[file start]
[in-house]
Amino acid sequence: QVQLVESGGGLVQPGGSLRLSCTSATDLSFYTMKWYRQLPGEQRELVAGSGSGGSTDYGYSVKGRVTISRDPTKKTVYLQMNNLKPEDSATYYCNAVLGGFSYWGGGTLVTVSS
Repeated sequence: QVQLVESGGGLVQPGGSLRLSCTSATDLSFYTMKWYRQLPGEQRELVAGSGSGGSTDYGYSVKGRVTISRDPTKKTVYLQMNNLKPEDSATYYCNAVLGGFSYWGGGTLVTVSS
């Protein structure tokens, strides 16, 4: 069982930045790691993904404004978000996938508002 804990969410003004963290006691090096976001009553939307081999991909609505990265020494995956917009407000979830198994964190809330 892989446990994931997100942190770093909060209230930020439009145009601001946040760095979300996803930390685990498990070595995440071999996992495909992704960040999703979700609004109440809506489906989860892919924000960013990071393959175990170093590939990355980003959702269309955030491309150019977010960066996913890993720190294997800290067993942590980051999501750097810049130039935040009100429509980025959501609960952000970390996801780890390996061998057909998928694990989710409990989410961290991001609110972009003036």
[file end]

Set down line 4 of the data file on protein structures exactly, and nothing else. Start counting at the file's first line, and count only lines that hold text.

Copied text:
């Protein structure tokens, strides 16, 4: 069982930045790691993904404004978000996938508002 804990969410003004963290006691090096976001009553939307081999991909609505990265020494995956917009407000979830198994964190809330 892989446990994931997100942190770093909060209230930020439009145009601001946040760095979300996803930390685990498990070595995440071999996992495909992704960040999703979700609004109440809506489906989860892919924000960013990071393959175990170093590939990355980003959702269309955030491309150019977010960066996913890993720190294997800290067993942590980051999501750097810049130039935040009100429509980025959501609960952000970390996801780890390996061998057909998928694990989710409990989410961290991001609110972009003036």